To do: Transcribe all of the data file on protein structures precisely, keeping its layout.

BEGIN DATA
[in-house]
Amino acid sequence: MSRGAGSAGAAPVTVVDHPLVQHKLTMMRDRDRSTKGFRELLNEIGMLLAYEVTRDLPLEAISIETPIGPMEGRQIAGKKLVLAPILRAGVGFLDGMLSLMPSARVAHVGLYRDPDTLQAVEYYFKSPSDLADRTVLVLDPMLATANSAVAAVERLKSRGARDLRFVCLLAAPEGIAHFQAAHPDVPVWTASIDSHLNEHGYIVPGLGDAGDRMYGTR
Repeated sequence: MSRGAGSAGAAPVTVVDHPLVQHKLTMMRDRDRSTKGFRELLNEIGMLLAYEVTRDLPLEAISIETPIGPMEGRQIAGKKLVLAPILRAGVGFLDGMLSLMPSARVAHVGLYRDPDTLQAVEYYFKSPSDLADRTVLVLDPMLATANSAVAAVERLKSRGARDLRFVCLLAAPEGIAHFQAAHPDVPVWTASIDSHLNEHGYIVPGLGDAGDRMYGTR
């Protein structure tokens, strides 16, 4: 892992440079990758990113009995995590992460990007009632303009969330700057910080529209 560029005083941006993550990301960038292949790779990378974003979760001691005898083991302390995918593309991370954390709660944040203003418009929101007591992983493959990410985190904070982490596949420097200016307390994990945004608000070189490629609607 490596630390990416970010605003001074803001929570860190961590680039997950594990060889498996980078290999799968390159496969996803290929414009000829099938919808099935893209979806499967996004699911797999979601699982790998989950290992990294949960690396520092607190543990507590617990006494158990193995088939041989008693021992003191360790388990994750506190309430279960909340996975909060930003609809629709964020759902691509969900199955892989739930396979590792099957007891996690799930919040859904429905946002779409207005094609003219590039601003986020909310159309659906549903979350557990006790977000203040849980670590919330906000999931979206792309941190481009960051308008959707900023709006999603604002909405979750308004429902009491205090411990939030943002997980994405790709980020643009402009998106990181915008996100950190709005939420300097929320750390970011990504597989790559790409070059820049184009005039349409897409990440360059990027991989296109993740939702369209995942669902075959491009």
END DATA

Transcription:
[in-house]
Amino acid sequence: MSRGAGSAGAAPVTVVDHPLVQHKLTMMRDRDRSTKGFRELLNEIGMLLAYEVTRDLPLEAISIETPIGPMEGRQIAGKKLVLAPILRAGVGFLDGMLSLMPSARVAHVGLYRDPDTLQAVEYYFKSPSDLADRTVLVLDPMLATANSAVAAVERLKSRGARDLRFVCLLAAPEGIAHFQAAHPDVPVWTASIDSHLNEHGYIVPGLGDAGDRMYGTR
Repeated sequence: MSRGAGSAGAAPVTVVDHPLVQHKLTMMRDRDRSTKGFRELLNEIGMLLAYEVTRDLPLEAISIETPIGPMEGRQIAGKKLVLAPILRAGVGFLDGMLSLMPSARVAHVGLYRDPDTLQAVEYYFKSPSDLADRTVLVLDPMLATANSAVAAVERLKSRGARDLRFVCLLAAPEGIAHFQAAHPDVPVWTASIDSHLNEHGYIVPGLGDAGDRMYGTR
């Protein structure tokens, strides 16, 4: 892992440079990758990113009995995590992460990007009632303009969330700057910080529209 560029005083941006993550990301960038292949790779990378974003979760001691005898083991302390995918593309991370954390709660944040203003418009929101007591992983493959990410985190904070982490596949420097200016307390994990945004608000070189490629609607 490596630390990416970010605003001074803001929570860190961590680039997950594990060889498996980078290999799968390159496969996803290929414009000829099938919808099935893209979806499967996004699911797999979601699982790998989950290992990294949960690396520092607190543990507590617990006494158990193995088939041989008693021992003191360790388990994750506190309430279960909340996975909060930003609809629709964020759902691509969900199955892989739930396979590792099957007891996690799930919040859904429905946002779409207005094609003219590039601003986020909310159309659906549903979350557990006790977000203040849980670590919330906000999931979206792309941190481009960051308008959707900023709006999603604002909405979750308004429902009491205090411990939030943002997980994405790709980020643009402009998106990181915008996100950190709005939420300097929320750390970011990504597989790559790409070059820049184009005039349409897409990440360059990027991989296109993740939702369209995942669902075959491009």